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The Blue & Gray Press | November 19, 2017

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Culture is not a costume: Consider whether your outfit is appropriating culture

Culture is not a costume: Consider whether your outfit is appropriating culture

By MACKENZIE HARD

Staff Writer

When we think about Halloween, we usually get excited about our favorite candy, our festive decorations, but most of all, the costumes. However, some costumes are not appropriate for all people to wear. You must consider whether your costume is culturally appropriating a cultural group.

Cultural appropriation is when someone wears a costume or participates in an activity that portrays a culture that is not their own. It can be harmful and can be considered to be a violation of the property rights of the original culture. This can be included in traditions, foods, fashion, symbols, language, songs and even technology.

During Halloween, stores sell a plethora of costumes – you never know what crazy outfits you are going to find. But many stores sell costumes that are based on racial stereotypes. This encourages people who do not belong to the corresponding racial or ethnic group to wear something that does not belong to their own culture. These costumes are not just in poor taste or degrading, but severely racist. It comes down to respect and context.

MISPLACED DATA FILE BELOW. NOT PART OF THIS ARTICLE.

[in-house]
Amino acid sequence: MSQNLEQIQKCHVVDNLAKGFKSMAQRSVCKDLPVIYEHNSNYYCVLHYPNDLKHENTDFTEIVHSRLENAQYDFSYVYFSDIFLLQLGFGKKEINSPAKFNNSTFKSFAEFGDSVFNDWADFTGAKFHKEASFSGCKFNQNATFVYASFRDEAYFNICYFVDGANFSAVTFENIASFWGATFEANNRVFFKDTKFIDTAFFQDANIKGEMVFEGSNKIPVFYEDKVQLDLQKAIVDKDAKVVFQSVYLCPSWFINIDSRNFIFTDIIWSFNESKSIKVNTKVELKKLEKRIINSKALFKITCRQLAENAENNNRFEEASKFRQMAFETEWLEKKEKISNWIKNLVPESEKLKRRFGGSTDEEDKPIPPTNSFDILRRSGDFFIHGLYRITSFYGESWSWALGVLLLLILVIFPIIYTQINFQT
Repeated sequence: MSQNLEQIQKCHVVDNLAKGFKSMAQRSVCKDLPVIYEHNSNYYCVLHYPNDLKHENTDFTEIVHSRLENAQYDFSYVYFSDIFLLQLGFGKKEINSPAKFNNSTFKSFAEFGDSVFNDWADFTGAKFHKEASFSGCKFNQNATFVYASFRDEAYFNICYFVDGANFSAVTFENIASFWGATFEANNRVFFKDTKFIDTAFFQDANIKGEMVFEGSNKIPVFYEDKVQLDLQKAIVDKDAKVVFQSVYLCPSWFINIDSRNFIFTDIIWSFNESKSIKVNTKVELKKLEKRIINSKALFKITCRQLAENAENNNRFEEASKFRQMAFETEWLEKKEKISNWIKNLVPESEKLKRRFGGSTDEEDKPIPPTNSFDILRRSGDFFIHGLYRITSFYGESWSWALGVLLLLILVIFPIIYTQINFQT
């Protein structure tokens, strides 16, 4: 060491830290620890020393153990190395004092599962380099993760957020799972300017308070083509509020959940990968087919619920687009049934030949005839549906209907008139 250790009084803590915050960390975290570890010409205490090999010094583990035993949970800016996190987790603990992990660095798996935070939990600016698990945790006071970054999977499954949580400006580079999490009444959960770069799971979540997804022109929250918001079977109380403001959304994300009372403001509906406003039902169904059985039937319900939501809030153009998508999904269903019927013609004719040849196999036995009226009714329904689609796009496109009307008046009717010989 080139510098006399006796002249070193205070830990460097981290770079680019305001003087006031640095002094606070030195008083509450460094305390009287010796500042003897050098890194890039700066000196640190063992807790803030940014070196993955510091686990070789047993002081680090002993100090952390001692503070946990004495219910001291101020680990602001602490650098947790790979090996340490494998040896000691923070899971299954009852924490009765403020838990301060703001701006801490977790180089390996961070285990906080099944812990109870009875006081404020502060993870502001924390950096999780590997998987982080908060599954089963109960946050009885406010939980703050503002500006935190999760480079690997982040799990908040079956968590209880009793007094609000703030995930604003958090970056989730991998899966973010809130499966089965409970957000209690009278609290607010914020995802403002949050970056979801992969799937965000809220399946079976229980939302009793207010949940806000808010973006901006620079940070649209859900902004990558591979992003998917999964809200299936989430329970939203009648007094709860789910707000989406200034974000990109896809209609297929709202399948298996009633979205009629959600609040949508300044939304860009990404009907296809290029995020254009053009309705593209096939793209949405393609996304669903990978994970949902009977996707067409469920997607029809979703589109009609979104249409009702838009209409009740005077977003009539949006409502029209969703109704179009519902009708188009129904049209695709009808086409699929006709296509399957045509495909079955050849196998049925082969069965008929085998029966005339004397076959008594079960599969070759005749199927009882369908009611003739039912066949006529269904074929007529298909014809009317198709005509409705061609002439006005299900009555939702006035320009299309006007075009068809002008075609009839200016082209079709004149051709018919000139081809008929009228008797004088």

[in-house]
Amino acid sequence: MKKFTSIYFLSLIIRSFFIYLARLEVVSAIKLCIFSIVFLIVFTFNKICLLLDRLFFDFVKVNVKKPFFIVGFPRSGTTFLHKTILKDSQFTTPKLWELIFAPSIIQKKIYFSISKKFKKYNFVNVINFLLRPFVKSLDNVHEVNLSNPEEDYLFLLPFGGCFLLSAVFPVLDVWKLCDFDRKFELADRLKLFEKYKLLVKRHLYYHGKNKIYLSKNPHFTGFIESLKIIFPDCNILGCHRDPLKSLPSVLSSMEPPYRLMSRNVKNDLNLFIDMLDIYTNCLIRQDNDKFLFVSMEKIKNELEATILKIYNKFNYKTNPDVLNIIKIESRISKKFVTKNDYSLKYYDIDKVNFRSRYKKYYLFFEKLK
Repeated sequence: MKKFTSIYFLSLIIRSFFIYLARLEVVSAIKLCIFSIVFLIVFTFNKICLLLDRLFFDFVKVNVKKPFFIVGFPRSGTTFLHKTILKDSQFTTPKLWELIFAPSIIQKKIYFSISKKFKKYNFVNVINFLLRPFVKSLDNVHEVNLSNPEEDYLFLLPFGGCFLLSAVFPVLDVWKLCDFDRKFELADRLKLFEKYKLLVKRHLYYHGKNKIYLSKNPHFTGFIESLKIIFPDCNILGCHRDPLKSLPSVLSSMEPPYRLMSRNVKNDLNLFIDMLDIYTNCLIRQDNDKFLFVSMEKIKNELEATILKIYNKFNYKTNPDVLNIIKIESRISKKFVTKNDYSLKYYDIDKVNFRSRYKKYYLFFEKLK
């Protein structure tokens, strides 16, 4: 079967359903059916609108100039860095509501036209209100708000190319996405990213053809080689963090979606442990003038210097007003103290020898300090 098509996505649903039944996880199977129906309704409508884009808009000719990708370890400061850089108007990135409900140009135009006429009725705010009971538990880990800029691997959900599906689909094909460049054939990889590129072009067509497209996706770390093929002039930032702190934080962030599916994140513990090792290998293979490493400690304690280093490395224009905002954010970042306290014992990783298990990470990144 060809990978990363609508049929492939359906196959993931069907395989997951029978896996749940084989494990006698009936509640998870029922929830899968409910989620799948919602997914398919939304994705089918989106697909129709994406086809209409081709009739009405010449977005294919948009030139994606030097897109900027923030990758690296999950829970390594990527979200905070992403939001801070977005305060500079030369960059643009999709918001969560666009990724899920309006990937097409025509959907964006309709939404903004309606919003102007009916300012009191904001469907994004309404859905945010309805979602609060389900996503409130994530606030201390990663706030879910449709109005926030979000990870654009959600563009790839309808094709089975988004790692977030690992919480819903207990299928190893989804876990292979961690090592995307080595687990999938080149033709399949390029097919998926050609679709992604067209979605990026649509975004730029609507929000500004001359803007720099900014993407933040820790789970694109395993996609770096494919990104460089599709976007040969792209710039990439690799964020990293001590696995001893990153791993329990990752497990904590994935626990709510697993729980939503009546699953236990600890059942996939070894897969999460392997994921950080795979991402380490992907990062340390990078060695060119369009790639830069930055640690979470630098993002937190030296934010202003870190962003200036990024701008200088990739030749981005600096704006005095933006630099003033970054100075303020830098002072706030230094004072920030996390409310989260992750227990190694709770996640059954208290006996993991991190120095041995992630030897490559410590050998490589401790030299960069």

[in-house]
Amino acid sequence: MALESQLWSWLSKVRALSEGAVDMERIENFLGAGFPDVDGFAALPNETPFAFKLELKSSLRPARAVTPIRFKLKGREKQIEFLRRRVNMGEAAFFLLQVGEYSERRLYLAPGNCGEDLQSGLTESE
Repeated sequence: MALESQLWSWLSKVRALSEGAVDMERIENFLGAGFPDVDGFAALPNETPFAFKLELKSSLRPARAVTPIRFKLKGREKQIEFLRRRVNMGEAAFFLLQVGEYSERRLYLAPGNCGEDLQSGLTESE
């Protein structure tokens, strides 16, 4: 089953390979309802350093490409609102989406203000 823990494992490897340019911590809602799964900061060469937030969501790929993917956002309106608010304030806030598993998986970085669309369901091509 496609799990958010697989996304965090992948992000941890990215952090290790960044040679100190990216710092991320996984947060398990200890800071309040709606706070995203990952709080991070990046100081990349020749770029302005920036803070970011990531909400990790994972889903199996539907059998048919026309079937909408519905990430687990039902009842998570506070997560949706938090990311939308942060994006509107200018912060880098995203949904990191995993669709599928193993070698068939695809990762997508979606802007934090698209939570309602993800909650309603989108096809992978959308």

Part of Halloween is being creative and being able to imagine yourself in another form or as another person or character. All over college campuses, we see people dressing up as various fruits, animals, or popular television and movie characters. These are all pretty great costumes, as long as the culture that is being represented is respected.

Cultural appropriation can be especially tricky on Halloween. Many are confused with what is and is not okay anymore. Think about the source, significance or sacredness, and similarity of the costume. Every year there are celebrities that dress up for Halloween and engaged in cultural appropriation by doing so- Julianne Hough, Heidi Klum, Colton Haynes, Paris Hilton . But this year, Kim Kardashian West was added to that list. This year her theme for multiple costumes was musical legends.She dressed up as Cher, Madonna, and then, R&B singer Aaliyah.

When she first shared this, many people on Twitter had something to say about it. Some people said it was wrong for West to do this because she is Armenian and Aaliyah is African American. Others said that it was not wrong of her because she did not use blackface. For example, If one were to look at Julianne Hough’s costume of crazy eyes from Orange is the from 2013, that could be considered a very racist costume since she used blackface.

The biggest issue to understand is that with each culture there are historical realities that are of major significance. Part of this is also being respectful and polite of one another’s cultures, along with being aware of the struggles that the culture of the costume you are putting on has gone through.

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